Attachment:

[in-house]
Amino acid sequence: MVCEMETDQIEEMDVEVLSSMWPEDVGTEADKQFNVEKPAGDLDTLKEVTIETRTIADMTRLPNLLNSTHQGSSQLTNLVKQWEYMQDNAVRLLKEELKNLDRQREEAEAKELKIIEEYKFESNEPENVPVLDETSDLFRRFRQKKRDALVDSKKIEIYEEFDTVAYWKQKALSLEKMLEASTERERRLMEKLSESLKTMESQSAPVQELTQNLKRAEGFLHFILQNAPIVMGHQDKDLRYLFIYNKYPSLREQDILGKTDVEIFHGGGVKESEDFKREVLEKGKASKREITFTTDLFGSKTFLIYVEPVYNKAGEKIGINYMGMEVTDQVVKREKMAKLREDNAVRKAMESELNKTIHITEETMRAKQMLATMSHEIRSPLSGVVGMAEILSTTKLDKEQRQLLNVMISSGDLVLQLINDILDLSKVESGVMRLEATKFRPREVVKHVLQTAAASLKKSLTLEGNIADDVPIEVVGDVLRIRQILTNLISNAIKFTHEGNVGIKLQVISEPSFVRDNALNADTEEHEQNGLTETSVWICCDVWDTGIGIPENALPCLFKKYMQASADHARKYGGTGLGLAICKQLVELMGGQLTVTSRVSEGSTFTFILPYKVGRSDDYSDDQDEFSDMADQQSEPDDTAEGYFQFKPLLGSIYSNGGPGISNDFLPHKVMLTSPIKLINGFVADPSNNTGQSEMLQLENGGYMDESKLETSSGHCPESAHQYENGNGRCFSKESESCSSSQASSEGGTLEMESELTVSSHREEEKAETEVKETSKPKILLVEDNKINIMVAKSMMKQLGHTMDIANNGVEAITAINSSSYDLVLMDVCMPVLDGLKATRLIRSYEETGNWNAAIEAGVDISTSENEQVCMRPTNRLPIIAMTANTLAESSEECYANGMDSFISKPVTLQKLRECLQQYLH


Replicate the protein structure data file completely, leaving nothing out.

[in-house]
Amino acid sequence: MVCEMETDQIEEMDVEVLSSMWPEDVGTEADKQFNVEKPAGDLDTLKEVTIETRTIADMTRLPNLLNSTHQGSSQLTNLVKQWEYMQDNAVRLLKEELKNLDRQREEAEAKELKIIEEYKFESNEPENVPVLDETSDLFRRFRQKKRDALVDSKKIEIYEEFDTVAYWKQKALSLEKMLEASTERERRLMEKLSESLKTMESQSAPVQELTQNLKRAEGFLHFILQNAPIVMGHQDKDLRYLFIYNKYPSLREQDILGKTDVEIFHGGGVKESEDFKREVLEKGKASKREITFTTDLFGSKTFLIYVEPVYNKAGEKIGINYMGMEVTDQVVKREKMAKLREDNAVRKAMESELNKTIHITEETMRAKQMLATMSHEIRSPLSGVVGMAEILSTTKLDKEQRQLLNVMISSGDLVLQLINDILDLSKVESGVMRLEATKFRPREVVKHVLQTAAASLKKSLTLEGNIADDVPIEVVGDVLRIRQILTNLISNAIKFTHEGNVGIKLQVISEPSFVRDNALNADTEEHEQNGLTETSVWICCDVWDTGIGIPENALPCLFKKYMQASADHARKYGGTGLGLAICKQLVELMGGQLTVTSRVSEGSTFTFILPYKVGRSDDYSDDQDEFSDMADQQSEPDDTAEGYFQFKPLLGSIYSNGGPGISNDFLPHKVMLTSPIKLINGFVADPSNNTGQSEMLQLENGGYMDESKLETSSGHCPESAHQYENGNGRCFSKESESCSSSQASSEGGTLEMESELTVSSHREEEKAETEVKETSKPKILLVEDNKINIMVAKSMMKQLGHTMDIANNGVEAITAINSSSYDLVLMDVCMPVLDGLKATRLIRSYEETGNWNAAIEAGVDISTSENEQVCMRPTNRLPIIAMTANTLAESSEECYANGMDSFISKPVTLQKLRECLQQYLH